More than 1,700 years ago, ancient farmers in China transformed one of Earth's driest deserts into farmland, possibly by using ancient knowledge of irrigation passed along by Silk Road travelers, a new study finds.
Archaeologists made the finding by using satellite imagery to analyze the barren foothills of northwestern China's Tian Shan Mountains. These peaks form the northern border of China's vast Taklamakan Desert and are part of a chain of mountain ranges that have long hosted prehistoric Silk Road routes connecting China with lands to its west.
The satellite imagery of one particularly dry area caught the researchers' attention: a region dubbed Mohuchahangoukou, or MGK, which gets a seasonal trickle of snowmelt and rainfall from the Mohuchahan River. From the ground, the area looks like little more than a scattering of boulders and ruts, but when the researchers flew a commercial four-rotor "quadcopter" drone about 100 feet (30 meters) over MGK to capture images, they could see outlines of dams, cisterns and irrigation canals feeding a patchwork of small farm fields, the scientists said. [The 10 Driest Places on Earth]
Initial excavations at the site confirmed the presence of farmhouses and graves that radiocarbon dating and other methods suggest likely date back to the third or fourth century A.D., the scientists noted. This ancient farming community was likely built by local herding groups that sought to add crops such as millet, barley, wheat and perhaps grapes to their diet, the researchers added.
"It was very surprising to me that a site of this size was not discovered earlier by scientists, who have been studying this area for 100 years," study author Yuqi Li, an archaeologist at Washington University in St. Louis, told Live Science.
By feeding river water into farms, this ancient, well-preserved irrigation system helped people grow crops in one of the world's driest climates. The area at the edge of the Taklamakan Desert historically receives less than 3 inches (6.6 centimeters) of rainfall annually, or about one-fifth of the water typically deemed necessary to cultivate even the most drought-tolerant strains of wheat and millet, the researchers said. The area is drier than the Kalahari in southern Africa, the Gobi Desert in Central Asia and the American Southwest, but not as dry as the Atacama Desert in Chile or the Sahara Desert in northern Africa, Li said.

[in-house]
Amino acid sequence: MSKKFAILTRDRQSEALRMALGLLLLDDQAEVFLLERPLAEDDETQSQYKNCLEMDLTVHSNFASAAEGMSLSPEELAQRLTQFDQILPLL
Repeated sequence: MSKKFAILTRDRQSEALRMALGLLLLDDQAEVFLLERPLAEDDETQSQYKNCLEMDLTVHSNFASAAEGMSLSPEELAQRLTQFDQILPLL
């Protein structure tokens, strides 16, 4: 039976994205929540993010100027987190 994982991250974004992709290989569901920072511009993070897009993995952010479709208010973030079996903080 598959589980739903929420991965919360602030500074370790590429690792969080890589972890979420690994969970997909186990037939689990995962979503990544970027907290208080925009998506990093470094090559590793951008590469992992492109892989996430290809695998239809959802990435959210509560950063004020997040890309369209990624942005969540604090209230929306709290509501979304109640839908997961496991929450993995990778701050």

These new findings could help resolve a long-standing debate over how irrigation techniques first made their way to this arid corner of northwestern China's Xinjiang region. While some researchers suggest that all major irrigation techniques were brought to Xinjiang by troops of China's Han dynasty, which lasted from about 206 B.C. to A.D. 220, these new findings support the idea that local communities may have practiced arid-climate irrigation techniques before the Han.
"The most likely scenario is that this irrigation technology came from the West," Li said.
Prior work suggested that so-called agropastoral communities, which practiced both farming and herding along mountain ranges in ancient Central Asia, may have spread crops throughout a region that scientists call the Inner Asian Mountain Corridor. This giant exchange network may have spanned much of the Eurasian continent, bringing ancient nomadic groups together as they moved herds to seasonal pastures, and perhaps spreading irrigation techniques as well. [In Photos: Ancient Silk Road Cemetery Contains Carvings of Mythical Creatures]
The researchers noted that irrigation systems similar to MGK's have also been found at the Geokysur river delta oasis in southeast Turkmenistan dating to about 3000 B.C. and further west at the Tepe Gaz Tavila settlement in Iran dating to about 5000 B.C. The researchers added that an irrigation system nearly identical to MGK's is seen at the Wadi Faynan farming community, which was established in a desert environment in southern Jordan during the latter part of the Bronze Age (2500 B.C. to 900 B.C.) and includes boulder-constructed canals, cisterns and field boundaries.
In contrast, known Han-dynasty irrigation systems in Xinjiang are larger than ones seen in MGK. For instance, while MGK's system irrigates about 500 acres across seven parcels, the systems introduced by the Han dynasty in the Xinjiang communities of Milan and Loulan used wider, deeper, straight-line channels up to about 5.3 miles (8.5 kilometers) long to irrigate much larger areas. One irrigated more than 12,000 acres (4,800 hectares).
"The sophistication of the system at MGK surprised me," Li said. "Previously, I thought agropastoralists there randomly grew some crops to supplement their diets, but we've found an elaborate system [that they used] to assist in their agriculture. It's very likely they had a very sustainable system to develop agriculture in a desert environment, probably more sustainable than those constructed by Han dynasty troops."
Much remains for scientists to discover in Xinjiang, Li said. "The drone very cost-effectively allows me to survey a big area with very little investment of time and energy," he noted.
Li and his colleagues detailed their findings in the December issue of the journal Archaeological Research in Asia.
Original article on Live Science.
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